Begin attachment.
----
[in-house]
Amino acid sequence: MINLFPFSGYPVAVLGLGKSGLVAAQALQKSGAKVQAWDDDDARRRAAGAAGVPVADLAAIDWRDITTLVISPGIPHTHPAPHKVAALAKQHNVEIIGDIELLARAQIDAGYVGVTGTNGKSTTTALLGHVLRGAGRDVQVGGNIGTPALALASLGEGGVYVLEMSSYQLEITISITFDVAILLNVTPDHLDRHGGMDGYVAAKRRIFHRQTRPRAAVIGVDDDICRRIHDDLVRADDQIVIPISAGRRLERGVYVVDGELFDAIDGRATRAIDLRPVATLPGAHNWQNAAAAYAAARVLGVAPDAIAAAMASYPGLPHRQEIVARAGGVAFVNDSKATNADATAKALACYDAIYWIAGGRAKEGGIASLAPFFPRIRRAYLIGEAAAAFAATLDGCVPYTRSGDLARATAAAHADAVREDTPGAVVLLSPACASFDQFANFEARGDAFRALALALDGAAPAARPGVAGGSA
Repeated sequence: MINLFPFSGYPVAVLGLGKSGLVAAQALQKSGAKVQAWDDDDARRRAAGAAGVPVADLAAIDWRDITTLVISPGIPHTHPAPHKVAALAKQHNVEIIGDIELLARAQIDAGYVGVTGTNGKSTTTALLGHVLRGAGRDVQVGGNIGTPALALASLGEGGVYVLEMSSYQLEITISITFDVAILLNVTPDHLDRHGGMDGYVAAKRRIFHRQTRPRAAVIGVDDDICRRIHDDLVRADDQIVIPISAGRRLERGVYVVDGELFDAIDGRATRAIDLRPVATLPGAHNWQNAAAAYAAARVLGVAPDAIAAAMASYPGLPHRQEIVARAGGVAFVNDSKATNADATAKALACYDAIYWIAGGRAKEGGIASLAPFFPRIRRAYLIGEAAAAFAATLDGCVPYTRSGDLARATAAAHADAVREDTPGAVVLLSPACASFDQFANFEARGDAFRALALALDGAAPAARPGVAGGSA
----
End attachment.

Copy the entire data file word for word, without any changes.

[in-house]
Amino acid sequence: MINLFPFSGYPVAVLGLGKSGLVAAQALQKSGAKVQAWDDDDARRRAAGAAGVPVADLAAIDWRDITTLVISPGIPHTHPAPHKVAALAKQHNVEIIGDIELLARAQIDAGYVGVTGTNGKSTTTALLGHVLRGAGRDVQVGGNIGTPALALASLGEGGVYVLEMSSYQLEITISITFDVAILLNVTPDHLDRHGGMDGYVAAKRRIFHRQTRPRAAVIGVDDDICRRIHDDLVRADDQIVIPISAGRRLERGVYVVDGELFDAIDGRATRAIDLRPVATLPGAHNWQNAAAAYAAARVLGVAPDAIAAAMASYPGLPHRQEIVARAGGVAFVNDSKATNADATAKALACYDAIYWIAGGRAKEGGIASLAPFFPRIRRAYLIGEAAAAFAATLDGCVPYTRSGDLARATAAAHADAVREDTPGAVVLLSPACASFDQFANFEARGDAFRALALALDGAAPAARPGVAGGSA
Repeated sequence: MINLFPFSGYPVAVLGLGKSGLVAAQALQKSGAKVQAWDDDDARRRAAGAAGVPVADLAAIDWRDITTLVISPGIPHTHPAPHKVAALAKQHNVEIIGDIELLARAQIDAGYVGVTGTNGKSTTTALLGHVLRGAGRDVQVGGNIGTPALALASLGEGGVYVLEMSSYQLEITISITFDVAILLNVTPDHLDRHGGMDGYVAAKRRIFHRQTRPRAAVIGVDDDICRRIHDDLVRADDQIVIPISAGRRLERGVYVVDGELFDAIDGRATRAIDLRPVATLPGAHNWQNAAAAYAAARVLGVAPDAIAAAMASYPGLPHRQEIVARAGGVAFVNDSKATNADATAKALACYDAIYWIAGGRAKEGGIASLAPFFPRIRRAYLIGEAAAAFAATLDGCVPYTRSGDLARATAAAHADAVREDTPGAVVLLSPACASFDQFANFEARGDAFRALALALDGAAPAARPGVAGGSA